Jim Mone/AP Images

Odell Beckham Jr. was barely there last night. The excellent Vikings defense held him to a career-low three catches for 23 yards, all on a single second-quarter drive that didn’t cross midfield. Minnesota merely perfected what’s emerged as a solid strategy to keep Beckham in check—he hasn’t scored a touchdown this season, after averaging nearly one a game (25 TDs in 27 starts) over his first two seasons. And then, the knock-on effect that’s been revealed: When Beckham doesn’t get the ball, he gets frustrated.

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Vikings corner Xavier Rhodes, with occasional help, had kept Beckham without so much as a target for the first 22-plus minutes of the game, and the two had been jawing. When Beckham hauled in a short out route for four yards, Rhodes hit him on his way out of bounds. Beckham got in Rhodes’s face, and earned a 15-yard penalty for taunting.

The NFL’s experimenting with a rule this year that mandates ejections for any player who racks up two unsportsmanlike conduct calls, and Beckham, whose on-field temper first emerged when guarded and goaded by Josh Norman last season, is an obvious target. Opposing defenses are finding it easier to provoke him than to keep the ball out of his hands, but if they can do both, like the Vikings did last night, Beckham becomes a liability for the Giants.

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GM Jerry Reese pulled up a chair at Beckham’s locker after the 24-10 loss and the two talked for more than 10 minutes, apparently with Reese doing most of the talking. Beckham was told he needs to keep his head, needs to stop being baited into mistakes so easily. I’m sure it was frustrating for Reese to even have to have this talk, one week after Beckham’s mini-meltdown against Washington was labeled a “distraction” by head coach Ben McAdoo.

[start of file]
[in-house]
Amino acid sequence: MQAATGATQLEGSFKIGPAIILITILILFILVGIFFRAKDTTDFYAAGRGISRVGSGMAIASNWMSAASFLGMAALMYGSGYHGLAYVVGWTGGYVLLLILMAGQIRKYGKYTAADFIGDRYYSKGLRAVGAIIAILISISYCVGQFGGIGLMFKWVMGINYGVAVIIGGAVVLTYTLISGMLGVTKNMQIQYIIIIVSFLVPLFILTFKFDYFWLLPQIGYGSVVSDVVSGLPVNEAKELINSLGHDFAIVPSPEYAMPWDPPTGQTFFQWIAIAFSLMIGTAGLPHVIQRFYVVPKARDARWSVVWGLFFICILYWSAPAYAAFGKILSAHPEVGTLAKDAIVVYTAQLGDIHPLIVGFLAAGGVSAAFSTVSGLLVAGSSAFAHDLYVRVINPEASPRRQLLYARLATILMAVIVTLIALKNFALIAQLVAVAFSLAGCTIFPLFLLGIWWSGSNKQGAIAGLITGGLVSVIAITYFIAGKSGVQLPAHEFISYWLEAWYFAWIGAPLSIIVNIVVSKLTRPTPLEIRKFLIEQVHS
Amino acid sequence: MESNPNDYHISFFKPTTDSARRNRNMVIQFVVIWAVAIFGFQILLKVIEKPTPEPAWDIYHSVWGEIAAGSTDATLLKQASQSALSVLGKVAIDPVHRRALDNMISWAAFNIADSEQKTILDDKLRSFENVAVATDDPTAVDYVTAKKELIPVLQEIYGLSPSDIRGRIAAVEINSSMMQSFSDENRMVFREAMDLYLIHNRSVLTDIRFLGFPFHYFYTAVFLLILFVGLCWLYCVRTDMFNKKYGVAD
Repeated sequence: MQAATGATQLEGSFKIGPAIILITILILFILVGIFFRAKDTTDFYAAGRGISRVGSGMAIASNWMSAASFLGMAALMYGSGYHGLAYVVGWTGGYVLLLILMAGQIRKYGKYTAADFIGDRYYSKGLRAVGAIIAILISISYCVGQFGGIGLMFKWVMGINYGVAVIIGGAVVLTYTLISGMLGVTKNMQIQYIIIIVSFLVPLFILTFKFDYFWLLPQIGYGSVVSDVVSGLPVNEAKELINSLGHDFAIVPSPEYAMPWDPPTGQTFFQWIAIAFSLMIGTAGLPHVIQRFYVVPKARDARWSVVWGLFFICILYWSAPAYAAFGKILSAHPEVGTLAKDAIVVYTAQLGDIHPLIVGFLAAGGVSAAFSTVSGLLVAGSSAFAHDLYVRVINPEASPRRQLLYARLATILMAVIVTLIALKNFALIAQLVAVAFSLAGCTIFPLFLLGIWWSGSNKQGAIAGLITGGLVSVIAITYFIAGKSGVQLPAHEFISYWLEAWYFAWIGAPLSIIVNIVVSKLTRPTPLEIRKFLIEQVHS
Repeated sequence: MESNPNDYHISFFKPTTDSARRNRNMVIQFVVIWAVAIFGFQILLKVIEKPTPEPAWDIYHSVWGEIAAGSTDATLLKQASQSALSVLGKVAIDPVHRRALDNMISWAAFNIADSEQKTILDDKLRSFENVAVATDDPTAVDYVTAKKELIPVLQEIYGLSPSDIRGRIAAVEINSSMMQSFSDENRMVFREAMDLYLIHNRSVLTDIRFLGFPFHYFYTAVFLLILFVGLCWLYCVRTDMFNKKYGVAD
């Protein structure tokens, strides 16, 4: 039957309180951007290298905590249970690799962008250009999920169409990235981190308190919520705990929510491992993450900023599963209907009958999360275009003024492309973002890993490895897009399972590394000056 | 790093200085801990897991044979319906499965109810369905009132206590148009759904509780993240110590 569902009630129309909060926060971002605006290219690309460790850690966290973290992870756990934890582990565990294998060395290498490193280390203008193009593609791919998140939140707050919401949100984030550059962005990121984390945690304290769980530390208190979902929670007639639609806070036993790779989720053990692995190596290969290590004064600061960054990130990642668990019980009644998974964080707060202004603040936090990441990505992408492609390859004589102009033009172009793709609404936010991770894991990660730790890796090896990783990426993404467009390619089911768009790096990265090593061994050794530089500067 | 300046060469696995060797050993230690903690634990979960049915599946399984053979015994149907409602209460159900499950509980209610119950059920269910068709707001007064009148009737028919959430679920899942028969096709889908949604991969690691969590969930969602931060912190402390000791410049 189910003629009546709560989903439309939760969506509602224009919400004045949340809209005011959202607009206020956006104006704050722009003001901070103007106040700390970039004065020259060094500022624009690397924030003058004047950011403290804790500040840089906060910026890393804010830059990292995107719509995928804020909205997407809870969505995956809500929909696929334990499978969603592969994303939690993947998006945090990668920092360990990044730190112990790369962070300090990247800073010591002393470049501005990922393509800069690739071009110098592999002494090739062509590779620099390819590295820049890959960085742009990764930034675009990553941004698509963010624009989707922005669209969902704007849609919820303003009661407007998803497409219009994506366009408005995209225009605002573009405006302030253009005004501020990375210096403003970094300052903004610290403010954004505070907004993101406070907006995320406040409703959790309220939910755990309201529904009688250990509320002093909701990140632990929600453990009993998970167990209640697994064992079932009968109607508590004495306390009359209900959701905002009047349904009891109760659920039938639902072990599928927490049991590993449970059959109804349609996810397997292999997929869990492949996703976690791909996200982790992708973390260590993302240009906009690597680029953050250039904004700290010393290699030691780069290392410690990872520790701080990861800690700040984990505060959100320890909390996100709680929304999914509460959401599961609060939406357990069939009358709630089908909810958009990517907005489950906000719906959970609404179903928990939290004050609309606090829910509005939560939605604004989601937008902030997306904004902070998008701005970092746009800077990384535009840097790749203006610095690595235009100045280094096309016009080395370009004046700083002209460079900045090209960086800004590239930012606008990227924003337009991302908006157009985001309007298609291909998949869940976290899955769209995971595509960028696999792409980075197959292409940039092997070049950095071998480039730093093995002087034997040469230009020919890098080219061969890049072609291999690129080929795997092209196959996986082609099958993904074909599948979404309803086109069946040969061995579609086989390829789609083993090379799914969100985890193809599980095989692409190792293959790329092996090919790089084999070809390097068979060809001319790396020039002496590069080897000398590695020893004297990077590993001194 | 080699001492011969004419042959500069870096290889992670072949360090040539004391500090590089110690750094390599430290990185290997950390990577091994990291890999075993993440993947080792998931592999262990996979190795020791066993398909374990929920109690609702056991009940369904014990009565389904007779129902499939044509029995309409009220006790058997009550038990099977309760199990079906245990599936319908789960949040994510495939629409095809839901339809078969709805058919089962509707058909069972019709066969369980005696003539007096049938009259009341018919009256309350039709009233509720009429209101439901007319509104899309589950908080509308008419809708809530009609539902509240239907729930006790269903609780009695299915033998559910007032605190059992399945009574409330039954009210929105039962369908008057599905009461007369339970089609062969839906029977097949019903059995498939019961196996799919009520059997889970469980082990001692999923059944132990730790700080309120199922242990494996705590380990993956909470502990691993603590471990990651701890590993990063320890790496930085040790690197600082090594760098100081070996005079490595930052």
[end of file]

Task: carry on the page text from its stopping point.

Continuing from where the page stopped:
Beckham acknowledged that he has to better control his emotions, but tell me if this quote doesn’t sound like someone who thinks the entire NFL is out to get him:

“I just have to know the scenario, that refs are looking to call anything [on me] and they’re not looking to call anything the other way,” Beckham said. “That’s just the position I’m in.”

Asked if he got an explanation from the referees on the taunting penalty, Beckham said: “There’s no explanation, it’s just always my fault. That’s all I look at it as — that it’s just my fault. I just have to understand if I sneeze the wrong way it’ll be a flag, it’ll be a fine. If I tie my shoe the wrong way it might be a fine or a flag.”

None of this would be an issue if the Giants’ passing game was rolling, but it’s not. The Skins and now the Vikings have decided to emphasize high coverage to take away the deep ball, always an Eli Manning specialty, and to force Beckham, Sterling Shepard, and Victor Cruz to take the ball upfield with relatively short throw. Last night, the Giants didn’t complete a pass longer than 14 yards, and the one time Manning did look for Beckham down the field, it went poorly for everyone:

New York will face few defenses as adept as Minnesota’s, but it’s a guarantee they’ll face many more that double-team Beckham and attempt to goad him into taking penalties and losing his cool. And if the 2-2 Giants, fourth in the NFL in passing yards per game but a lowly 27th in points scored, keep failing to find the end zone, Beckham’s frustration will be contagious.